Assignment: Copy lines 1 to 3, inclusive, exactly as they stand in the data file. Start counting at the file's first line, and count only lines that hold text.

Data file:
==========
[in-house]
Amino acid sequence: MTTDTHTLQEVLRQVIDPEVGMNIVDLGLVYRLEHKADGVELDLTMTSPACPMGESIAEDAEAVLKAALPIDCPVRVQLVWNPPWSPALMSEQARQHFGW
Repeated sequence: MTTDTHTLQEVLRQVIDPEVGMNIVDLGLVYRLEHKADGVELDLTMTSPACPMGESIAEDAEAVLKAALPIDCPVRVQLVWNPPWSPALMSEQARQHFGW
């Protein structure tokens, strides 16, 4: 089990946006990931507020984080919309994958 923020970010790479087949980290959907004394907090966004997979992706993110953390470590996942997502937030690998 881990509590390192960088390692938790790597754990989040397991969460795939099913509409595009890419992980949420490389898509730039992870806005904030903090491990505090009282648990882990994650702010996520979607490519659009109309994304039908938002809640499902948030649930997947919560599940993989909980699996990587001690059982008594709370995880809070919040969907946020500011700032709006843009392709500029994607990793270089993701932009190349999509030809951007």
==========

[in-house]
Amino acid sequence: MTTDTHTLQEVLRQVIDPEVGMNIVDLGLVYRLEHKADGVELDLTMTSPACPMGESIAEDAEAVLKAALPIDCPVRVQLVWNPPWSPALMSEQARQHFGW
Repeated sequence: MTTDTHTLQEVLRQVIDPEVGMNIVDLGLVYRLEHKADGVELDLTMTSPACPMGESIAEDAEAVLKAALPIDCPVRVQLVWNPPWSPALMSEQARQHFGW